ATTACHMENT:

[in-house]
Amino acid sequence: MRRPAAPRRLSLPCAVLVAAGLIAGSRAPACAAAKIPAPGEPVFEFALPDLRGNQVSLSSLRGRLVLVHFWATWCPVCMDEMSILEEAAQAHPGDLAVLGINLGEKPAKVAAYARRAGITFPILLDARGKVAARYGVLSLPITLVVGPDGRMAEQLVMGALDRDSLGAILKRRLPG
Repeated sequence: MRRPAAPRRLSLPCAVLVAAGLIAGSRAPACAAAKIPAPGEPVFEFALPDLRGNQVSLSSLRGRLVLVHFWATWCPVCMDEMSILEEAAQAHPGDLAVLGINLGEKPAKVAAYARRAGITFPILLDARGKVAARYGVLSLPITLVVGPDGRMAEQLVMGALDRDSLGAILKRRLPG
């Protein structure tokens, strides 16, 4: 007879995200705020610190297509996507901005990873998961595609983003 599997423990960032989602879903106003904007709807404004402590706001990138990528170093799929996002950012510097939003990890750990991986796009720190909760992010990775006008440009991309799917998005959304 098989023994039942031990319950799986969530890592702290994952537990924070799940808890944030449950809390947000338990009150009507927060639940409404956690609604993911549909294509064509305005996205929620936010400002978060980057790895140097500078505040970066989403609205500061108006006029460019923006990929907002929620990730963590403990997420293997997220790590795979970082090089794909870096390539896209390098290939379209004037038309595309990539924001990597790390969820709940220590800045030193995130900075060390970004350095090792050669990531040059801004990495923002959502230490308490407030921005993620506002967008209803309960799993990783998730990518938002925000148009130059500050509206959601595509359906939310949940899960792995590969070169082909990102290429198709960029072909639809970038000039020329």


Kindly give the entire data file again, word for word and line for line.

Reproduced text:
[in-house]
Amino acid sequence: MRRPAAPRRLSLPCAVLVAAGLIAGSRAPACAAAKIPAPGEPVFEFALPDLRGNQVSLSSLRGRLVLVHFWATWCPVCMDEMSILEEAAQAHPGDLAVLGINLGEKPAKVAAYARRAGITFPILLDARGKVAARYGVLSLPITLVVGPDGRMAEQLVMGALDRDSLGAILKRRLPG
Repeated sequence: MRRPAAPRRLSLPCAVLVAAGLIAGSRAPACAAAKIPAPGEPVFEFALPDLRGNQVSLSSLRGRLVLVHFWATWCPVCMDEMSILEEAAQAHPGDLAVLGINLGEKPAKVAAYARRAGITFPILLDARGKVAARYGVLSLPITLVVGPDGRMAEQLVMGALDRDSLGAILKRRLPG
């Protein structure tokens, strides 16, 4: 007879995200705020610190297509996507901005990873998961595609983003 599997423990960032989602879903106003904007709807404004402590706001990138990528170093799929996002950012510097939003990890750990991986796009720190909760992010990775006008440009991309799917998005959304 098989023994039942031990319950799986969530890592702290994952537990924070799940808890944030449950809390947000338990009150009507927060639940409404956690609604993911549909294509064509305005996205929620936010400002978060980057790895140097500078505040970066989403609205500061108006006029460019923006990929907002929620990730963590403990997420293997997220790590795979970082090089794909870096390539896209390098290939379209004037038309595309990539924001990597790390969820709940220590800045030193995130900075060390970004350095090792050669990531040059801004990495923002959502230490308490407030921005993620506002967008209803309960799993990783998730990518938002925000148009130059500050509206959601595509359906939310949940899960792995590969070169082909990102290429198709960029072909639809970038000039020329």